A case in point is the healthcare segment of the US IPO market, which has accounted for one-third of all US IPO activity over the last five years. The healthcare vertical tilts toward small unprofitable companies with significant capital needs and, as a result, direct listings aren’t likely to become a popular choice in that industry. Since 2014, unprofitable companies have accounted for more than 90% of all healthcare IPOs completed. Furthermore, the biotechnology subsector has been by far the most active corner of the healthcare IPO market, and biotechnology companies are voracious consumers of capital. Finally, healthcare IPOs tend to be relatively small: since 2014, healthcare IPO issuers have raised, on average, only 47% of the amount raised by non-healthcare issuers, and more than half have already returned to the market at least once for additional capital.


Source: The Tech Crunch

Read More

New policy puts revenue squeeze on China’s payments giants

Posted by on Jan 17, 2019 in alibaba, alibaba group, Ant Financial, Asia, Bank, Banking, Beijing, China, E-Commerce, financial services, insurance, mobile payment, online payments, payment, payments, Tencent | 0 comments

The era that saw China’s mobile payments providers making handsome interest returns on client money has officially ended.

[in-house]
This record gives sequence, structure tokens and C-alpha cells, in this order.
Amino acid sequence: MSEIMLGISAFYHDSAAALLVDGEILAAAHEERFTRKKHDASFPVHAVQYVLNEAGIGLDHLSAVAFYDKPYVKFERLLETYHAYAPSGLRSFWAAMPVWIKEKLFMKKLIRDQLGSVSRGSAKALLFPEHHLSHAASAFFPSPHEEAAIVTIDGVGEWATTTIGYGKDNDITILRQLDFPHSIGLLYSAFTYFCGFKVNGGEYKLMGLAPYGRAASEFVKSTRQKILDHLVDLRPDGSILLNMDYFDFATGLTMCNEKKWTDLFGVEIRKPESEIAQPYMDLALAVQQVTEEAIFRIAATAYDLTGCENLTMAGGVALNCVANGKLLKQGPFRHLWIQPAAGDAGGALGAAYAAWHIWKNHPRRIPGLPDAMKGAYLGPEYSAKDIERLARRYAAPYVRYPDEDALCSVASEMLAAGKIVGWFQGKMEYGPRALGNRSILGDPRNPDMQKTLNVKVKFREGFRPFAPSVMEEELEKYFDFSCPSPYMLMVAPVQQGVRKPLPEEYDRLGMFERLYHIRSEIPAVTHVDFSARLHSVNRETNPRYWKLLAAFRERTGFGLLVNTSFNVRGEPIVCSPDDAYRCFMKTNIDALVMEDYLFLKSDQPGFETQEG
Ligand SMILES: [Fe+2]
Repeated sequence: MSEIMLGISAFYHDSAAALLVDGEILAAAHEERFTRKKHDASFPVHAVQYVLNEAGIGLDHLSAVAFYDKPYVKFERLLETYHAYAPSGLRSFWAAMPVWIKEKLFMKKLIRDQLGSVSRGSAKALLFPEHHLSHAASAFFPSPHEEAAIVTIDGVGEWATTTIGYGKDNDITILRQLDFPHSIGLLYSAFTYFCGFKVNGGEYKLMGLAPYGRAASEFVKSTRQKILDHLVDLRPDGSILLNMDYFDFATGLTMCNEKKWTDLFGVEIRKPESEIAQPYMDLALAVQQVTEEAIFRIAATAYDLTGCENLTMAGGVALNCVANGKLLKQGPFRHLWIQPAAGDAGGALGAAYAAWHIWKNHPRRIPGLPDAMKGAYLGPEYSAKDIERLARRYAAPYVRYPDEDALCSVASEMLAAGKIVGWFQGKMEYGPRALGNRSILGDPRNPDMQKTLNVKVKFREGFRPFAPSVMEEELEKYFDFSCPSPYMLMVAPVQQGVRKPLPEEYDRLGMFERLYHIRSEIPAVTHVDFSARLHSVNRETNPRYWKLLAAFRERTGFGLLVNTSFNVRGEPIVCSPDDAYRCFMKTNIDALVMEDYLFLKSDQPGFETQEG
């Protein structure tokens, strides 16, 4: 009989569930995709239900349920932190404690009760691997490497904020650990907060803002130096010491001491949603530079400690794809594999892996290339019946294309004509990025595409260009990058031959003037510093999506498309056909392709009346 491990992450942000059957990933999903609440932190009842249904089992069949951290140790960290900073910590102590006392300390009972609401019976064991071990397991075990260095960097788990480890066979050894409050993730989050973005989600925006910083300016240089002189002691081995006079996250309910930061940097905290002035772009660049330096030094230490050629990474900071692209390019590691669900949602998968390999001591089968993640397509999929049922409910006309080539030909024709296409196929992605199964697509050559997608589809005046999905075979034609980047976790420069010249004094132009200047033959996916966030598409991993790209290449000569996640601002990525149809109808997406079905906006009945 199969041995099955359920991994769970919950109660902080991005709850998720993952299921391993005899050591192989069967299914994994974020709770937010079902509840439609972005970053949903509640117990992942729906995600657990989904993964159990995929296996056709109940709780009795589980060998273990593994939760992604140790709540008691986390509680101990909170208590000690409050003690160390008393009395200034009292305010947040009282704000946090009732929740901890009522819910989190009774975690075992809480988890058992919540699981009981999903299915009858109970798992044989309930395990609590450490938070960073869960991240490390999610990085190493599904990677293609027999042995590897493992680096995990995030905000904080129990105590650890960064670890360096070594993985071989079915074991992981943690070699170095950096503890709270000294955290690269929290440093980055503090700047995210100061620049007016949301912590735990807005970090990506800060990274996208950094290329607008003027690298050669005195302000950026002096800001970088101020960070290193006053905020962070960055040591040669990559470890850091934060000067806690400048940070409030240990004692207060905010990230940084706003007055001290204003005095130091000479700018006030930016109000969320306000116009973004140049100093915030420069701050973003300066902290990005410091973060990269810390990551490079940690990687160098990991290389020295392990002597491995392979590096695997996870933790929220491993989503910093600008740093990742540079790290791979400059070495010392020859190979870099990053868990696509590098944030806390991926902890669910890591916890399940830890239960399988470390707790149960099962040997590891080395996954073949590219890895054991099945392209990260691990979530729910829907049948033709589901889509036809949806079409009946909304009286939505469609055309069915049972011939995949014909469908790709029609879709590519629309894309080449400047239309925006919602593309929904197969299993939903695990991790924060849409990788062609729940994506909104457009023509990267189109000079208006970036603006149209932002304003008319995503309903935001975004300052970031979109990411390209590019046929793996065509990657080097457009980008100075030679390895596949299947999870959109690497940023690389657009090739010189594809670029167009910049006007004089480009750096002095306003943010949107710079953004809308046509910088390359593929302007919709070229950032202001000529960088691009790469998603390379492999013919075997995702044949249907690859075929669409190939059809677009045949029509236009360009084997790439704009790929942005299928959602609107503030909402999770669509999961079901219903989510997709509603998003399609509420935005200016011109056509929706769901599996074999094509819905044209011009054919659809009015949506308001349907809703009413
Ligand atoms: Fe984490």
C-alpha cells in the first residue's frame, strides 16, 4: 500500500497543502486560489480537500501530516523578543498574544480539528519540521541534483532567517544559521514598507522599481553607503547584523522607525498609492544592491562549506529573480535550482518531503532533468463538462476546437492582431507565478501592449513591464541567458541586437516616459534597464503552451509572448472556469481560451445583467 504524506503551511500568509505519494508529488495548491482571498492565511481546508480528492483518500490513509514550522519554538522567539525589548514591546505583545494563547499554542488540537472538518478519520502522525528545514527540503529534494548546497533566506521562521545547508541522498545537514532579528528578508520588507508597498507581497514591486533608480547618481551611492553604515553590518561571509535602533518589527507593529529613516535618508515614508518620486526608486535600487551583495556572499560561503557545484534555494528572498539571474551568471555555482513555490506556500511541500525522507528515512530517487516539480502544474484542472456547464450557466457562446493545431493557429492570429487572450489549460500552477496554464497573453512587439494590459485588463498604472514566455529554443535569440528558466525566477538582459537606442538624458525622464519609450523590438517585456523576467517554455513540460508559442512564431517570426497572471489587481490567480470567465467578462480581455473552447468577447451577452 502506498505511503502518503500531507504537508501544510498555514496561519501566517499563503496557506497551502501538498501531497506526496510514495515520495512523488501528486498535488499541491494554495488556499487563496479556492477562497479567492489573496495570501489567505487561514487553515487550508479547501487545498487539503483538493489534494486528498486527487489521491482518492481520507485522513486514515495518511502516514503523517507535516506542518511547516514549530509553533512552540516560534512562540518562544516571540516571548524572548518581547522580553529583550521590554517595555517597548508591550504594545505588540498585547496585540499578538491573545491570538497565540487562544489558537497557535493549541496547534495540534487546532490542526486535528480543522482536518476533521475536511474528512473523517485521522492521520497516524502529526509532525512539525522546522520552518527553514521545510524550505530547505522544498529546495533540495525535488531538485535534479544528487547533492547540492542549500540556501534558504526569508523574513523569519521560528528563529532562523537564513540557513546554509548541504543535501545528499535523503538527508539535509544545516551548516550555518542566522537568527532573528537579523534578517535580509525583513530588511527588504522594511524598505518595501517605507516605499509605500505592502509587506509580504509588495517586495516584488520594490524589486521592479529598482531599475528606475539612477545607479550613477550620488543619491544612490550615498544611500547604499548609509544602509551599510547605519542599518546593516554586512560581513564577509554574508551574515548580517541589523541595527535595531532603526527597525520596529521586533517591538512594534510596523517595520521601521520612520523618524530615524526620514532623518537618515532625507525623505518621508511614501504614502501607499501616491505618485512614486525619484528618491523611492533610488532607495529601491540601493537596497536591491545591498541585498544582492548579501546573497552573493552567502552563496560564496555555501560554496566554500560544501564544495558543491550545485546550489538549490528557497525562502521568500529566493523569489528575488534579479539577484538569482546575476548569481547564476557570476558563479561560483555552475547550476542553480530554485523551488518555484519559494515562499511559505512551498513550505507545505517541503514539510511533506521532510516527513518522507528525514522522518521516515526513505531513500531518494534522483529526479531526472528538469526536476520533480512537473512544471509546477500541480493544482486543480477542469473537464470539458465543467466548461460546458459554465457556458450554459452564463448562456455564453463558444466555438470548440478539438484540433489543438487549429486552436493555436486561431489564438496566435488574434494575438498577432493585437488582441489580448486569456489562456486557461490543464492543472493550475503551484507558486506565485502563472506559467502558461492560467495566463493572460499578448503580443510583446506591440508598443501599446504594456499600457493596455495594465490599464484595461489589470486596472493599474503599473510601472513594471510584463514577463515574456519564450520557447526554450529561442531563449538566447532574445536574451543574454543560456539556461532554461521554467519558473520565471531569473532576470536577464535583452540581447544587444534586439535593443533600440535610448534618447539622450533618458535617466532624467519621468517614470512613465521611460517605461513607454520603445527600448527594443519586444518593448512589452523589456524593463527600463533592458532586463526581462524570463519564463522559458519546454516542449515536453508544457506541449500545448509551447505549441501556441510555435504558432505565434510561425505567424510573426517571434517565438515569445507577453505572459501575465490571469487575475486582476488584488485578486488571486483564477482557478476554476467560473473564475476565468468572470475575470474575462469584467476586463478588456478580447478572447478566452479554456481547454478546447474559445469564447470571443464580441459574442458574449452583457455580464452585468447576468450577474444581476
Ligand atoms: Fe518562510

Starting this week, non-bank payments companies must place 100 percent of their customer deposit funds under centralized, interest-free accounts as Beijing moves to rein in financial risks. In the past, third-party payments firms were allowed to hold pre-paid sums from buyers for a short period of time before transferring the money to merchants. This layout allowed companies like Alibaba’s payments affiliate Ant Financial and Tencent to earn interest by depositing customer money into bank accounts.

Exactly how much money Ant and Tencent derived from these deposits is unclear. Both companies declined to comment on the policy’s revenue implications but said they have complied with the rules and finished transferring all customer reserve funds to a centralized clearing system.

Here are some numbers to help grasp the scale of the lucrative practice. The central bank gave a two-year window for all payments firms to complete the transition as it gradually raised the reserve funds ratio, which climbed to 85 percent in November. By then, total customer funds deposited by non-bank payments companies into central custodians hit 1.24 trillion yuan ($180 billion), while another estimated 260 billion yuan was yet to come under regulated control, shows data published by the People’s Bank of China.